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Old 12-15-05, 12:20 PM   #1
timmhaan
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how much info do you not share with your loved ones?

my GF and my family aren't bike riders, although they have no problem with what i do. however, the few times we discussed the downsides to cycling (agressive drivers, hit and runs, verbal abuse, accidents, etc.) they got more and more worried, and urged me to ride only the safest routes at the safest times.

i naturally started limiting the amount of negative news i would talk with them about. i wanted to protect my freedom to ride wherever i wanted. i certainly wouldn't report each and every incident i heard about. i don't even tell them about all the close calls or things yelled at me as i ride along. as such, they really don't know what i deal with sometimes. i'm wondering if that's a healthy situation or not. are you guys\girls cautious on how much of the bad stuff you reveal?
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Old 12-15-05, 12:23 PM   #2
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My wife tells me she just doesn't want to know.
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Old 12-15-05, 12:24 PM   #3
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I make sure that they know my usual routes, and where I am going. That way if I am hours off schedule and out of contact, they know where to look.

But beyond that what happens on the bike stays with the bike. They just wouldn't understand.
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Old 12-15-05, 12:29 PM   #4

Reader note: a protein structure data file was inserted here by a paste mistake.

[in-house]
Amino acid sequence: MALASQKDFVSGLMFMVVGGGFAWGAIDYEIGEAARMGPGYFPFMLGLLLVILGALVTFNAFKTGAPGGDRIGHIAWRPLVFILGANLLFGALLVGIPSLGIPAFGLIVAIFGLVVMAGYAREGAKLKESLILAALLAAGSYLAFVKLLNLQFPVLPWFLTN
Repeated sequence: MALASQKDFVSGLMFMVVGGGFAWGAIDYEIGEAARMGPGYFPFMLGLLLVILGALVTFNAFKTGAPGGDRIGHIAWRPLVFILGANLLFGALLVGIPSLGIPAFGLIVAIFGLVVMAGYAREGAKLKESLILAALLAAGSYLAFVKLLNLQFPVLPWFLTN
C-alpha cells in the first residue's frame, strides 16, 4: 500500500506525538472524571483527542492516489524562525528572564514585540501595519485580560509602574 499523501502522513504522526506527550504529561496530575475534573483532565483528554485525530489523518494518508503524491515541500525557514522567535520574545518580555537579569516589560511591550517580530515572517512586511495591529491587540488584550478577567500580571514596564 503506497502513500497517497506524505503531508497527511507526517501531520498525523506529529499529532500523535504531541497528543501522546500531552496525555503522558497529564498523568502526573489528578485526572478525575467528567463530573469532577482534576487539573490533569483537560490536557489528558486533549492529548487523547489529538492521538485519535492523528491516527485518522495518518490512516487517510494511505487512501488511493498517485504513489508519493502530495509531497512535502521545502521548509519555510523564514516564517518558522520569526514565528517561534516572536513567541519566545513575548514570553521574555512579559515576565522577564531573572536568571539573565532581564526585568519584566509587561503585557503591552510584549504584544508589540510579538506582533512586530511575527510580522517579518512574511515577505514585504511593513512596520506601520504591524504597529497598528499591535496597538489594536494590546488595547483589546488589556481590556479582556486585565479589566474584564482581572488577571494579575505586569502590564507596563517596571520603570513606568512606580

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Quote:
Originally Posted by timmhaan
my GF and my family aren't bike riders, although they have no problem with what i do. however, the few times we discussed the downsides to cycling (agressive drivers, hit and runs, verbal abuse, accidents, etc.) they got more and more worried, and urged me to ride only the safest routes at the safest times.

i naturally started limiting the amount of negative news i would talk with them about. i wanted to protect my freedom to ride wherever i wanted. i certainly wouldn't report each and every incident i heard about. i don't even tell them about all the close calls or things yelled at me as i ride along. as such, they really don't know what i deal with sometimes. i'm wondering if that's a healthy situation or not. are you guys\girls cautious on how much of the bad stuff you reveal?
You know, I have this same dilemma. Most of my family are not cyclists, excepting my father who frequents these forums, and they sometimes don't understand that my complaints are simply complaints and not a reflection of how much danger I am in. For instance, I told my parents (kind of bragging) that I hit 55 mph down a hill, and my mom kind of freaked out. I had to assure her that this was not very dangerous and I was completely in control and very careful.

I worry a little about telling my significant other about some of the things I encounter on the road, but generally, she trusts my judgement and I phrase what I say to her in terms of generallized complaints about society rather than in terms of danger. It has seemed to work so far.
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Old 12-15-05, 12:32 PM   #5
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Quote:
Originally Posted by Artkansas
I make sure that they know my usual routes, and where I am going. That way if I am hours off schedule and out of contact, they know where to look.

But beyond that what happens on the bike stays with the bike. They just wouldn't understand.
Pretty much the same thing here... although some 15 years ago my wife happened to spot me coming home and later told me she was "totally freaked" by how I rode through traffic.

Admittedly I did do a few messenger-like moves that she happened to catch...

And even today, in heavy bumper to bumper traffic, I think she might take offense to seeing me "filter forward" in some locations.

On a side note, she often comments on my timing and why I wait until rush hour... not understanding that at the peak of rush hour, I am usually the fastest thing moving out there.

"Why not leave earlier... "

"What, and face the coffee hyped idiots driving 55MPH on the 45MPH roads... Ha!"
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Old 12-15-05, 12:33 PM   #6